ideological processes of identification and interpolation, and in the connective nature of open ended online games. (For example, World of Warcraft) The process of creating community and forming a new identity both in game and as a member of this community the technology also mediates and becomes part of the identity and relationship to the world, in an extreme becoming the relationship the player has with the world at large.
Interactivity and Character Customization A game which is illustrates this notion of interactivity and the audience in the role of producer pertaining to the completion of the form and meaning of the New Media text is the 2007 game Mass Effect. The game was developed by the software company BioWare and published by Microsoft Game Studios for the XBOX 360, which is a product of Microsoft. The game is in the Space Opera genre and is a third person perspective Role Playing Game (or, RPG). The player as a default takes the role of veteran Soldier Commander John Shepard; however the player has the option to customize the character. The player can change the physical appearance of Shepard, including his gender and appearance. The customization goes deeper than this however, as the player can customize the characterâ€™s military training, abilities, background, and history from a long set of options. This customization is where the interactivity begins. The player is able to take on the role of producer and create the character beyond the default mode set forth by the developers. Though it is from a finite set of options, the player takes on the role of producers and completes the character development started by the game makers. Players can choose from six different character classes each containing different skill sets, the choice being based on their preferred style of play. This will also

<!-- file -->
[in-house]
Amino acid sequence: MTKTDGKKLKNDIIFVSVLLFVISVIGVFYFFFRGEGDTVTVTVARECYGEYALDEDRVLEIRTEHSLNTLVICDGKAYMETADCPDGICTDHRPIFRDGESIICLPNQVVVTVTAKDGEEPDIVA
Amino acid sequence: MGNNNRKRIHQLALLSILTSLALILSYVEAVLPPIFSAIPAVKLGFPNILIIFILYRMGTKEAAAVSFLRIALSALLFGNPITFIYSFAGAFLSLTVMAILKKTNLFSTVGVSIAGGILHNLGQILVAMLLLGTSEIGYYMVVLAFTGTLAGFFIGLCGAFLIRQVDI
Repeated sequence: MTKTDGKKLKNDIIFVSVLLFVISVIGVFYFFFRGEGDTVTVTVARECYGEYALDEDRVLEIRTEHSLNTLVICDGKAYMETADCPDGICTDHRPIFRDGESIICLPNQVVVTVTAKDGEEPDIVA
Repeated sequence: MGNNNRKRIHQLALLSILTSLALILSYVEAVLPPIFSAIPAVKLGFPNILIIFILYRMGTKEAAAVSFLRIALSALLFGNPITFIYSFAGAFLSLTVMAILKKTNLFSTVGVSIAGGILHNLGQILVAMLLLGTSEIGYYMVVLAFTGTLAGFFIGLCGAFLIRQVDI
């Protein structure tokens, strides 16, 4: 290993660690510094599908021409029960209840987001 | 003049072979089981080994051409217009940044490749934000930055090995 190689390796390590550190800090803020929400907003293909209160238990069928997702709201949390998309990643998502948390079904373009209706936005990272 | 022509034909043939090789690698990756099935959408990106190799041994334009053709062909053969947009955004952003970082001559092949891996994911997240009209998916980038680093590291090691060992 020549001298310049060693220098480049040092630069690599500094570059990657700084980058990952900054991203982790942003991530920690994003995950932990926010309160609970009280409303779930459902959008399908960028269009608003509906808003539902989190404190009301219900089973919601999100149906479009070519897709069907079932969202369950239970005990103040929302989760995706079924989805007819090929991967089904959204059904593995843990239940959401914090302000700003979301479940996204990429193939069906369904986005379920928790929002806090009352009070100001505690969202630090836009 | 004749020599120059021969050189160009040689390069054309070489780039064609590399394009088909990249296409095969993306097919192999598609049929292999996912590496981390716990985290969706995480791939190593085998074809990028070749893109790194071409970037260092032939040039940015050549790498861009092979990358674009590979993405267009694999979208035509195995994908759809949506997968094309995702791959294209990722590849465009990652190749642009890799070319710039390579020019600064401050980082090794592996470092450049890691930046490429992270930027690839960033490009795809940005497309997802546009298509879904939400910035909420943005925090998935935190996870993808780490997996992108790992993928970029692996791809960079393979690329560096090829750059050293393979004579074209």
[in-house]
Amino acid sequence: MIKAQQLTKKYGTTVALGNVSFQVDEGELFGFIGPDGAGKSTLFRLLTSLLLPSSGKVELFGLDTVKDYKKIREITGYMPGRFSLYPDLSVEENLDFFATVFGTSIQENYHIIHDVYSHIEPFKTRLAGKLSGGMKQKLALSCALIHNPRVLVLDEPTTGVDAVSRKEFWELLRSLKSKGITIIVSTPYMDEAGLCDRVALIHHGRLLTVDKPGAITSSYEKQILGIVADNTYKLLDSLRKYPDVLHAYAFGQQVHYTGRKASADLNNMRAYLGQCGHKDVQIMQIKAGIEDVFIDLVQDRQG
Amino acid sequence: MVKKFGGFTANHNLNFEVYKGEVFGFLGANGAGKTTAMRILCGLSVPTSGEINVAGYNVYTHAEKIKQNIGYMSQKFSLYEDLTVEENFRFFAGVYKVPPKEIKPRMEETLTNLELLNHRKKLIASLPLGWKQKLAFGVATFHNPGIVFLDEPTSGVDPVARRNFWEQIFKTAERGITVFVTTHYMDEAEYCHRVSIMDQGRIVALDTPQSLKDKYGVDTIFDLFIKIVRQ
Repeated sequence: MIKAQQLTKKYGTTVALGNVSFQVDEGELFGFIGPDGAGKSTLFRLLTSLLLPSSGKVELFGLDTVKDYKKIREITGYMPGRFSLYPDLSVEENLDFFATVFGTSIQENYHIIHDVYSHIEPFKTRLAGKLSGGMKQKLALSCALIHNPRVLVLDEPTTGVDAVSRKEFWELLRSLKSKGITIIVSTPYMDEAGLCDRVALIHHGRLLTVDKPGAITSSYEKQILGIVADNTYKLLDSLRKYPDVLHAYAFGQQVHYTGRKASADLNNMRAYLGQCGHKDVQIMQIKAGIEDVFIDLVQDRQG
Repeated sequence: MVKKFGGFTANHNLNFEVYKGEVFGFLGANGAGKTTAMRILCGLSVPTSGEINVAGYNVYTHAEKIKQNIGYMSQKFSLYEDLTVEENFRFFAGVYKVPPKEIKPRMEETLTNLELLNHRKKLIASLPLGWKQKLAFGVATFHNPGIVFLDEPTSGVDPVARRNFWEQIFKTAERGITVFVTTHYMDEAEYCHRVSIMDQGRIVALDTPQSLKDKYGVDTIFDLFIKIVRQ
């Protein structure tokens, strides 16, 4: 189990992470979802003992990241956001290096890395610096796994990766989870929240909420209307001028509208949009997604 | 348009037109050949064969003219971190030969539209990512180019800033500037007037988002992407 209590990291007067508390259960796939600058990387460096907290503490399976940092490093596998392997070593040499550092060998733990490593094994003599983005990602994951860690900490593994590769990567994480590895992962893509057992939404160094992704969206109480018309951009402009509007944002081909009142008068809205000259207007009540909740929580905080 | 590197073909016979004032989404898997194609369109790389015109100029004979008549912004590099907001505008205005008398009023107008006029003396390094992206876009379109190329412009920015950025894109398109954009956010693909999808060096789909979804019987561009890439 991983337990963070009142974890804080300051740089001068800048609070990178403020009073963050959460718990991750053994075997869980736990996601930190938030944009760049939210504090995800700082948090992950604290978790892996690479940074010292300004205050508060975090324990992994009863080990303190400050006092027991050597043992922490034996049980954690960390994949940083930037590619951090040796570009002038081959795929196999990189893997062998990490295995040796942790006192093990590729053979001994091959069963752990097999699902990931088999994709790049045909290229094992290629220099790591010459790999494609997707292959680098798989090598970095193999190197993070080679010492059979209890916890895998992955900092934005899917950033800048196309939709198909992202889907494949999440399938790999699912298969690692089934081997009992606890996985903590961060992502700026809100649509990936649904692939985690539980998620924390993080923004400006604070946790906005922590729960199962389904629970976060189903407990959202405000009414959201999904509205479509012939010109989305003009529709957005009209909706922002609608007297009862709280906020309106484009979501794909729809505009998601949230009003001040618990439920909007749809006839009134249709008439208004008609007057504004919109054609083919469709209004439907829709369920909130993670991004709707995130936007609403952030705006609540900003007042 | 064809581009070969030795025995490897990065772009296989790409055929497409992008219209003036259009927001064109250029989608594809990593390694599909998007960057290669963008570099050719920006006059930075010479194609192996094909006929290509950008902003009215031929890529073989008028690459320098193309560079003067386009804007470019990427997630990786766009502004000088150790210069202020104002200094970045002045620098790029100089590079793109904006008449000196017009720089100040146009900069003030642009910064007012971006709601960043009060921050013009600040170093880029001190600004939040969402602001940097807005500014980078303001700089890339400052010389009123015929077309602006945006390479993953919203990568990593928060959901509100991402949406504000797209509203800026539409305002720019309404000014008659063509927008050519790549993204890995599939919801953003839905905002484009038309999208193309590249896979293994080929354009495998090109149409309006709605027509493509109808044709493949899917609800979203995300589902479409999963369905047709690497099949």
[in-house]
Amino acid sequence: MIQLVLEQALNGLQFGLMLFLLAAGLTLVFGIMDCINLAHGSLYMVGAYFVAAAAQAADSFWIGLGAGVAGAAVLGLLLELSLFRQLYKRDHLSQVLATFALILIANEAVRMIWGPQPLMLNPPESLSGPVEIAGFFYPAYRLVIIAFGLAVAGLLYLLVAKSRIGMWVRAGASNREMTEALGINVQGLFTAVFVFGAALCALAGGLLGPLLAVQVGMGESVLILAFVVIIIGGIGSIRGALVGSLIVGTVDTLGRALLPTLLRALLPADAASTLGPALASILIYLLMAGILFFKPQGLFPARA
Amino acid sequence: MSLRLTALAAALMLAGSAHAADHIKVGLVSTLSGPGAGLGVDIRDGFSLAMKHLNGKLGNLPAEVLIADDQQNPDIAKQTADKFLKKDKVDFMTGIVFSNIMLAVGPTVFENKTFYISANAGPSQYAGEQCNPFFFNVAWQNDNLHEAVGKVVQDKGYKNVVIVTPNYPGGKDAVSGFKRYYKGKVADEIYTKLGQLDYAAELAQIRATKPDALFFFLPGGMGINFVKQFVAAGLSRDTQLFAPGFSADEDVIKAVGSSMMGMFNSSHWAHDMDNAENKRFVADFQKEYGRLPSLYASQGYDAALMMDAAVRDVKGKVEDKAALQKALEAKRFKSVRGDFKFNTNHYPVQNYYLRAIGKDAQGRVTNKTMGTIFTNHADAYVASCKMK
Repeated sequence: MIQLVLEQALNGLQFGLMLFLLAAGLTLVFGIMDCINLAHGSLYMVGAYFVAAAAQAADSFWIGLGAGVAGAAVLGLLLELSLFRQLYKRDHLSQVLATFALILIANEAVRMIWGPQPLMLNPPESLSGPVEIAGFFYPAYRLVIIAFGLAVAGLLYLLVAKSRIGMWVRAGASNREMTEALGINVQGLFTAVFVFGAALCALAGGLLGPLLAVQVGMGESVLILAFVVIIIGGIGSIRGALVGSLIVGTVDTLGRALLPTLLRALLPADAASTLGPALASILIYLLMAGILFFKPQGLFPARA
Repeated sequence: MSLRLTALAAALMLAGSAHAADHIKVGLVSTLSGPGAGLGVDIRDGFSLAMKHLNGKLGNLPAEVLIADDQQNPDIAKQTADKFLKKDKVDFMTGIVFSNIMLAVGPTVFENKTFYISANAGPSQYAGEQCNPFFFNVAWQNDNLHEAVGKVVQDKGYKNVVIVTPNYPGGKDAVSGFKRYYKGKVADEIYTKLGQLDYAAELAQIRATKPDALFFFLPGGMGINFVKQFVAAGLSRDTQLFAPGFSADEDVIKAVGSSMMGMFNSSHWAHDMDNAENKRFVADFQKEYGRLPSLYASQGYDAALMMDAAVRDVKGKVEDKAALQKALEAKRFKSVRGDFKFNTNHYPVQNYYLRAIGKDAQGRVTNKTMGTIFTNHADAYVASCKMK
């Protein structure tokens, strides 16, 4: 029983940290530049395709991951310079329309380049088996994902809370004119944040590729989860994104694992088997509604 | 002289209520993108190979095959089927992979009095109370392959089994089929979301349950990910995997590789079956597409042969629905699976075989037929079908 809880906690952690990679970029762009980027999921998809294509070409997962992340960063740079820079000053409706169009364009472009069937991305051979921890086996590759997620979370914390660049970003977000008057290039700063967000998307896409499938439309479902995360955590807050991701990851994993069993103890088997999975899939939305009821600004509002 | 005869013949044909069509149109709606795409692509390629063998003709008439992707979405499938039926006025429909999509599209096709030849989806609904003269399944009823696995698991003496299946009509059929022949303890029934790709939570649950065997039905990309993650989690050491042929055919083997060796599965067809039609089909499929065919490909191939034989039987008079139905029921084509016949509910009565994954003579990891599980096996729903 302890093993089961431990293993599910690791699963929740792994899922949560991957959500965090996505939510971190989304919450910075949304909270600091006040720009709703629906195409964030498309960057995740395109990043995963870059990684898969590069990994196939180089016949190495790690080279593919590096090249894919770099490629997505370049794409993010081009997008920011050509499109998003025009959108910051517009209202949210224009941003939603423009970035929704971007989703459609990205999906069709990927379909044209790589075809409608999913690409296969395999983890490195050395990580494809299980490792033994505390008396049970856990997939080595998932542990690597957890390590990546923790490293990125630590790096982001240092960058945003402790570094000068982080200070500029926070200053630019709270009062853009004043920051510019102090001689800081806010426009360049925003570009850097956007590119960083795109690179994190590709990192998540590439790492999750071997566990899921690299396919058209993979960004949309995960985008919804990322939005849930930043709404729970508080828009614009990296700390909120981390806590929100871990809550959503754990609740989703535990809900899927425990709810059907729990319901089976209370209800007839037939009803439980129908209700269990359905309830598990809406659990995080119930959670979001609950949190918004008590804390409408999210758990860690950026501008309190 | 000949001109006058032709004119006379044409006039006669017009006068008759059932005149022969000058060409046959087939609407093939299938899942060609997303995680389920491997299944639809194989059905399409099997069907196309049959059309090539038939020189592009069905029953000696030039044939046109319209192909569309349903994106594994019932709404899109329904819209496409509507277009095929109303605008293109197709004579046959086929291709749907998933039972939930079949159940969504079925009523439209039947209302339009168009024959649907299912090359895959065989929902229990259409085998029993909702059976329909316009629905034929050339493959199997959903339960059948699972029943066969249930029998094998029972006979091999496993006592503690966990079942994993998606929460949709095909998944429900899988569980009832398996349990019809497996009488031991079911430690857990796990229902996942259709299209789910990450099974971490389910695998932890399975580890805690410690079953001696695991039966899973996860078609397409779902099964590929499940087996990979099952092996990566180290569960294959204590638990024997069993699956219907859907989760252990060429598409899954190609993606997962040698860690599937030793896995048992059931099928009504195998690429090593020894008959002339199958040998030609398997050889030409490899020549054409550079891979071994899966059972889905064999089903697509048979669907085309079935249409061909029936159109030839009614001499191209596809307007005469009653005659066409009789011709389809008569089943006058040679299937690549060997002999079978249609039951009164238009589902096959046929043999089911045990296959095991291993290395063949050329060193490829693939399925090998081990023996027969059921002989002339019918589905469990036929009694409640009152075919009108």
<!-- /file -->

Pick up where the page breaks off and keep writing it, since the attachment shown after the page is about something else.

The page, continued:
change the player’s experience of the game as certain ancillary missions are determined by the character’s chosen abilities and class. More interestingly, the player has the opportunity to customize the game character’s back-story. The player can choose where Commander Shepard was born (Space, Earth, Colony on another planet), his war record (one can be a war hero, a lone survivor of a horrible battle, or a ruthless cutthroat soldier). These details will have an effect on the game and how the Non Playable Characters (Or, NPCs) will address you during the game. The gamer is empowered to produce a distinct and unique experience by completing the form the character will take.